142
142
Pierce, Franklin, as United States Senator
Estimate
2,0003,000
LOT SOLD. 2,188 USD
JUMP TO LOT
142
Pierce, Franklin, as United States Senator
Estimate
2,0003,000
LOT SOLD. 2,188 USD
JUMP TO LOT

Details & Cataloguing

The JAMES S. COPLEY LIBRARY: MAGNIFICENT AMERICAN HISTORICAL DOCUMENTS: FIRST SELECTION

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New York

Pierce, Franklin, as United States Senator
Autograph letter signed, as U.S. Senator from New Hampshire, 3 pages (9  3/4  x 7  7/8  in.; 248 x 200 mm), Washington, 21 January 1841, to H. H. Carroll, docketed, postmarked integral address leaf addressed and free-franked  by Pierce; vertical and horizontal folds, small seal tear in center fo third page, affecting two words.  Half green morocco gilt clamshell case.
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Catalogue Note

In this letter written to H. H. Carroll, editor of the Concord, New Hampshire, Patriot, Senator Pierce laments the fact that his correspondent, who had once served as a clerk in Pierce's law office, had been unable to put the political newspaper, the Patriot, on a paying basis.  Pierce recommends that he should move on to other things if there is not an upturn in subscriptions, but hopes that Carroll will stay on until after the March elections and keeps his plans to himself until after they are held.  Pierce then turns to political matters: "I am very glad to hear you speak so cheerfully of our prospects in March.  The letters which I have received from different parts of the State speak in the same tone.  Merrimack Co. must keep up to her glorious majority of 2270 and I trust our friends in Concord will not allow any personal animosities and jealousies to give to the Federalists a triumph which with harmonious concert on our part I do not believe they can achieve.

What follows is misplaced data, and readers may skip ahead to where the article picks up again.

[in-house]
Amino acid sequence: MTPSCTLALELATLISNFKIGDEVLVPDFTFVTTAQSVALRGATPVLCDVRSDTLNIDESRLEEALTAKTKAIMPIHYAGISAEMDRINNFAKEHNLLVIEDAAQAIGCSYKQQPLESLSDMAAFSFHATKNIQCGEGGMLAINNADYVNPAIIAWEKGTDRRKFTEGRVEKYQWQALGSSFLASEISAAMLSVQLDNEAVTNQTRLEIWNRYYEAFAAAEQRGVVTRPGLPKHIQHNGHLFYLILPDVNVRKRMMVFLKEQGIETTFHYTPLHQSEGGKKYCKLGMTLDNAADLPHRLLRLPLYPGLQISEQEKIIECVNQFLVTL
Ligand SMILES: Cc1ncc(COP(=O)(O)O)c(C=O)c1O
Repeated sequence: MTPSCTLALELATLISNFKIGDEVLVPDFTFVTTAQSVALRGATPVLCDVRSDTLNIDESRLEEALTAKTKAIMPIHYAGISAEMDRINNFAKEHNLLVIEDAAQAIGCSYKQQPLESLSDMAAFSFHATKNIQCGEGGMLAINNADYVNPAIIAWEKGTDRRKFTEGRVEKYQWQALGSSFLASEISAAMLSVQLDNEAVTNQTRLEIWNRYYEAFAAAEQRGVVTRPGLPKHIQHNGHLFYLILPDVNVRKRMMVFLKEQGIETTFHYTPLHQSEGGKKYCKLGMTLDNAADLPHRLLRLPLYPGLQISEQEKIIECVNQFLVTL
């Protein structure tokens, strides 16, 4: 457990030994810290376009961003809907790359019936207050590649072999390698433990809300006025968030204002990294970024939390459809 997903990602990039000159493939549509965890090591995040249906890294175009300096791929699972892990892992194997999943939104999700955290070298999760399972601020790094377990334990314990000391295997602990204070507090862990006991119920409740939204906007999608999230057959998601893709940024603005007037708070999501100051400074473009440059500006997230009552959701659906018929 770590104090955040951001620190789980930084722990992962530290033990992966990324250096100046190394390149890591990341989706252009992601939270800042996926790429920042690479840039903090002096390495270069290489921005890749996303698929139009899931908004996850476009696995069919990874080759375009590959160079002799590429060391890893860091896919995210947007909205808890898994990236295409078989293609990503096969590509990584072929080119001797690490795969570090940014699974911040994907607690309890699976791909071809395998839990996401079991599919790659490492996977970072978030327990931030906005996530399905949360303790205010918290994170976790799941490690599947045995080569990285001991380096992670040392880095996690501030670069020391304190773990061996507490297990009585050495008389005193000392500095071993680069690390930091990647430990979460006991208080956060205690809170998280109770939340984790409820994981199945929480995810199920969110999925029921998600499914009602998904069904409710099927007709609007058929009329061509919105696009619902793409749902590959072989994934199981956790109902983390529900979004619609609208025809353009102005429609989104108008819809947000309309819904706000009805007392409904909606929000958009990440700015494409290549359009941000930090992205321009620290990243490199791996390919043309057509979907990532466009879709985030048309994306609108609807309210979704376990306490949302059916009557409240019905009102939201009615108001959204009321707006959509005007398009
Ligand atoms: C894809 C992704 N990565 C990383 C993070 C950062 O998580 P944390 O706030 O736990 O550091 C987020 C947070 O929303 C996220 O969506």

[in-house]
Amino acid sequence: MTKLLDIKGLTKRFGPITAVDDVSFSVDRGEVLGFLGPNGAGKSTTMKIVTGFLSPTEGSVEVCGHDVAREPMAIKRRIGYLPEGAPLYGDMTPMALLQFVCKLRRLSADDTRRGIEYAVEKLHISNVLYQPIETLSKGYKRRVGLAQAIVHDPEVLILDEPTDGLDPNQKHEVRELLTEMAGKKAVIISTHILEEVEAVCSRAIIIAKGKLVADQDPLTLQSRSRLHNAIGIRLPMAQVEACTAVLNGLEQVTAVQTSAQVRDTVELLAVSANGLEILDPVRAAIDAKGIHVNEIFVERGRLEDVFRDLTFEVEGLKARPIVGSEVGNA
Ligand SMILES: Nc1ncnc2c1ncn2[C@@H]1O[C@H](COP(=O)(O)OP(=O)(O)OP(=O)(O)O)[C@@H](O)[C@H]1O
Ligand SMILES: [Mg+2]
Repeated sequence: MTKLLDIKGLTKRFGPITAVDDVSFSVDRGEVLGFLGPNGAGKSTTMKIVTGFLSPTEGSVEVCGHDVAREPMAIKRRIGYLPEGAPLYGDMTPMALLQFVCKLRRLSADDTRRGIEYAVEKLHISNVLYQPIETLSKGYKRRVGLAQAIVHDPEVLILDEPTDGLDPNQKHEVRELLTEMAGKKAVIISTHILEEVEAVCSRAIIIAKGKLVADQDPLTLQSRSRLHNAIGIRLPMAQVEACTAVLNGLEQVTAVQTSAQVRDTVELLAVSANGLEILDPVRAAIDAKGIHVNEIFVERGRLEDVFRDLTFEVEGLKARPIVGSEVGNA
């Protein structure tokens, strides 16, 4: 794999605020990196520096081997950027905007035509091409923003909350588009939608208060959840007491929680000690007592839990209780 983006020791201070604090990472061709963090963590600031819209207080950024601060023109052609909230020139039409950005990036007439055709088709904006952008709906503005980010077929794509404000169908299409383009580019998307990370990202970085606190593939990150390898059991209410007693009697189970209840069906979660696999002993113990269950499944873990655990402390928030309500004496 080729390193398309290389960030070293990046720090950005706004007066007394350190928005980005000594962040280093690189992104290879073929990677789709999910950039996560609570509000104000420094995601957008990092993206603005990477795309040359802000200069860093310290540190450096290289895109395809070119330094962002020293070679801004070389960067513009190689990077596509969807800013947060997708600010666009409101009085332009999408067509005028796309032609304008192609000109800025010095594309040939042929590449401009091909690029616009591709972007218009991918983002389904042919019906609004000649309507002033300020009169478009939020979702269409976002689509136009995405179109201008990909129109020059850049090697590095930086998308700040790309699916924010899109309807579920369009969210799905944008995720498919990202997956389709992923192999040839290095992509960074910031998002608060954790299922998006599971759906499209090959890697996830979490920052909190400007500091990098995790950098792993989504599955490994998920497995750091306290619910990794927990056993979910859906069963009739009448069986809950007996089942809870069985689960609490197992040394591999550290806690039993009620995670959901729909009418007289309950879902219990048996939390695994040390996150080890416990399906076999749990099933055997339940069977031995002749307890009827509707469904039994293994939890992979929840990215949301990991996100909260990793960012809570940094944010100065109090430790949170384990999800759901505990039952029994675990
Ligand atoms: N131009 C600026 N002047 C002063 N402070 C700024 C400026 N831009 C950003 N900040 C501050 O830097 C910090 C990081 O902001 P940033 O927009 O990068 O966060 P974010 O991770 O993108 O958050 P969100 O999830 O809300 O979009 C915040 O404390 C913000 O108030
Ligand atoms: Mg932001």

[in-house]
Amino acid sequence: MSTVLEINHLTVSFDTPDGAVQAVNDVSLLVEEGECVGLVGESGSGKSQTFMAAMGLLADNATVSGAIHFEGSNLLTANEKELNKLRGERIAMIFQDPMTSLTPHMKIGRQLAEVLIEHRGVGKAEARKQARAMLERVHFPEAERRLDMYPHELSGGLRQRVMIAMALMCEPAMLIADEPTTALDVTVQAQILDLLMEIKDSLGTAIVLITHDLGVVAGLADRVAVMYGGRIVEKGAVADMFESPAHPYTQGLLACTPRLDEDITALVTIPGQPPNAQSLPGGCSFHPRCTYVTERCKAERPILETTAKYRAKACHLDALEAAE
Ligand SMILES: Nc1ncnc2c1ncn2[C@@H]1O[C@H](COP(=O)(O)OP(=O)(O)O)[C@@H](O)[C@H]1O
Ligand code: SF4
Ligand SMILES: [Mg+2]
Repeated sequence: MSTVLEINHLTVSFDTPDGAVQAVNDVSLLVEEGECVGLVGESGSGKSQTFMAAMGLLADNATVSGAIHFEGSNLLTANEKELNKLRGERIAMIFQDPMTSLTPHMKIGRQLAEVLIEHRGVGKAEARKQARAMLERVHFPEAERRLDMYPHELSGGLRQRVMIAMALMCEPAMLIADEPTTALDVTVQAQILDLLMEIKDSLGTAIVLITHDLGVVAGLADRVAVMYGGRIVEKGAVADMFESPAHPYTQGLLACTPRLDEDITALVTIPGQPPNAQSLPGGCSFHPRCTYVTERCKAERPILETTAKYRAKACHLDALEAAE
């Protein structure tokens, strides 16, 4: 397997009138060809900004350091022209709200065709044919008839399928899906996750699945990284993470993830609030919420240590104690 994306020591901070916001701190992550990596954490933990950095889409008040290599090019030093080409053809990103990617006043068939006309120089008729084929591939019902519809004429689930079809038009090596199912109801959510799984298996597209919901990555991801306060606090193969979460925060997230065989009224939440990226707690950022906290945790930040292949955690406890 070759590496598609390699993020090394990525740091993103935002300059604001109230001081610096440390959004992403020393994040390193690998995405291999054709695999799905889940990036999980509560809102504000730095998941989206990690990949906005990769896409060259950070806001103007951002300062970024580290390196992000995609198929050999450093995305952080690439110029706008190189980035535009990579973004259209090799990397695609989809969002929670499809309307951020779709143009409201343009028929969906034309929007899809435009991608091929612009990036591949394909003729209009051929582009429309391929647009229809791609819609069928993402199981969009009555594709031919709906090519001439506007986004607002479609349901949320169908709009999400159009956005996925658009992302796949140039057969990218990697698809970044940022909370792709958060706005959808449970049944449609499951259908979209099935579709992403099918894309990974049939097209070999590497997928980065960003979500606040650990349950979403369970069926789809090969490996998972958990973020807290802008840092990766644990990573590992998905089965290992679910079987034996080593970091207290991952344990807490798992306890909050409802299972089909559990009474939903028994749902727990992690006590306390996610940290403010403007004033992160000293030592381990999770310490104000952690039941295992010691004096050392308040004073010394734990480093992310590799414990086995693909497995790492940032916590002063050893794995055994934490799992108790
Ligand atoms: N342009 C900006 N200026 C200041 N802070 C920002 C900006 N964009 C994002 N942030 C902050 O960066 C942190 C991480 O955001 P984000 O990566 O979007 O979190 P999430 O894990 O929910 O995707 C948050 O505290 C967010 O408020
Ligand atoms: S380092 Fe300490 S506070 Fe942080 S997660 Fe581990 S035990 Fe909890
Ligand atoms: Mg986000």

"The debate in the Senate upon the land bill and questions growing out of it still continues.  Crittenden made a log cabin–coon skin speech today as destitute of argument as it was replete with wit & sarcasm.  Wright replied to him in his most powerful and over powering manner.  Webster followed in favor of distribution & the levying of duties to defray the expenses of Government and made a sort of begging speech to have the coming Administration judged with clemency & candor.  It struck me that the replies of Wright and Benton were perfectly conclusive upon two grounds.  And yet such is the embarassed, I might almost say the bankrupt condition of many of the States, that I do not believe that any argument or any presentation of danger in the distance, however clear, can prevent a distribution by the next Congress — A National Bank — A bankrupt law containing the voluntary principle alone and excluding corporations — A distribution of the public domain — A high tariff et cet, et cet.  Is not the prospect one to make every patriot weep and tremble for his Country? ...."

The JAMES S. COPLEY LIBRARY: MAGNIFICENT AMERICAN HISTORICAL DOCUMENTS: FIRST SELECTION

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New York